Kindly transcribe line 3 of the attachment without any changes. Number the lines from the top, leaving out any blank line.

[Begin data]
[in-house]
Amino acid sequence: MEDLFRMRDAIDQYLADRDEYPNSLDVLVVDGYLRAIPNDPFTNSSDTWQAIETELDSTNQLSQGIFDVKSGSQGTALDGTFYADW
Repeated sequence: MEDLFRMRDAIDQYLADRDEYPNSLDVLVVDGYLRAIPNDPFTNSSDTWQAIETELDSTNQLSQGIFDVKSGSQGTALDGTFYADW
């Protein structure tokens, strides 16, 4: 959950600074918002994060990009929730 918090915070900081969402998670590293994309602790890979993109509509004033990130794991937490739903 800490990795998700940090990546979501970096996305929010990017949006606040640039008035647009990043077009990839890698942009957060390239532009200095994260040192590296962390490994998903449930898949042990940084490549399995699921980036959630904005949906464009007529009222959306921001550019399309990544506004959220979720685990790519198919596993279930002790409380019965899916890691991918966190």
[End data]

Repeated sequence: MEDLFRMRDAIDQYLADRDEYPNSLDVLVVDGYLRAIPNDPFTNSSDTWQAIETELDSTNQLSQGIFDVKSGSQGTALDGTFYADW